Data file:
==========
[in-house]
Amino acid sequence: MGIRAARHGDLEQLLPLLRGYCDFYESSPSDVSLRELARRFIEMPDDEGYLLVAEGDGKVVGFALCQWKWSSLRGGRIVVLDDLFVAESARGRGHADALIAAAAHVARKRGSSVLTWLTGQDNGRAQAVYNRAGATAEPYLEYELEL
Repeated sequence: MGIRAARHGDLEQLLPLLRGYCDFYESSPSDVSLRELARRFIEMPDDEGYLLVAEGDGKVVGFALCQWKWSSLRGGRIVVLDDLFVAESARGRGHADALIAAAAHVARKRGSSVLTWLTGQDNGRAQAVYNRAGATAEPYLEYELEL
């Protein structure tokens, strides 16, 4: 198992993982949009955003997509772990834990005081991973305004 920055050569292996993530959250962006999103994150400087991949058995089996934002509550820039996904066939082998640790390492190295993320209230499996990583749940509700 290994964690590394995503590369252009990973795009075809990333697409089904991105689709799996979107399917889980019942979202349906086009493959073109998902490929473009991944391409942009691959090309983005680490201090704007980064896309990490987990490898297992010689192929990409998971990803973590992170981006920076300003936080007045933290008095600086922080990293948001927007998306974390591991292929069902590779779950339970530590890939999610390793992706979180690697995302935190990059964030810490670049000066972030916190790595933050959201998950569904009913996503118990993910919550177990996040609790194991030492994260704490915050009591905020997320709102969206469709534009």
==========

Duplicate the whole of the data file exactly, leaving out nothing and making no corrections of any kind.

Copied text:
[in-house]
Amino acid sequence: MGIRAARHGDLEQLLPLLRGYCDFYESSPSDVSLRELARRFIEMPDDEGYLLVAEGDGKVVGFALCQWKWSSLRGGRIVVLDDLFVAESARGRGHADALIAAAAHVARKRGSSVLTWLTGQDNGRAQAVYNRAGATAEPYLEYELEL
Repeated sequence: MGIRAARHGDLEQLLPLLRGYCDFYESSPSDVSLRELARRFIEMPDDEGYLLVAEGDGKVVGFALCQWKWSSLRGGRIVVLDDLFVAESARGRGHADALIAAAAHVARKRGSSVLTWLTGQDNGRAQAVYNRAGATAEPYLEYELEL
């Protein structure tokens, strides 16, 4: 198992993982949009955003997509772990834990005081991973305004 920055050569292996993530959250962006999103994150400087991949058995089996934002509550820039996904066939082998640790390492190295993320209230499996990583749940509700 290994964690590394995503590369252009990973795009075809990333697409089904991105689709799996979107399917889980019942979202349906086009493959073109998902490929473009991944391409942009691959090309983005680490201090704007980064896309990490987990490898297992010689192929990409998971990803973590992170981006920076300003936080007045933290008095600086922080990293948001927007998306974390591991292929069902590779779950339970530590890939999610390793992706979180690697995302935190990059964030810490670049000066972030916190790595933050959201998950569904009913996503118990993910919550177990996040609790194991030492994260704490915050009591905020997320709102969206469709534009």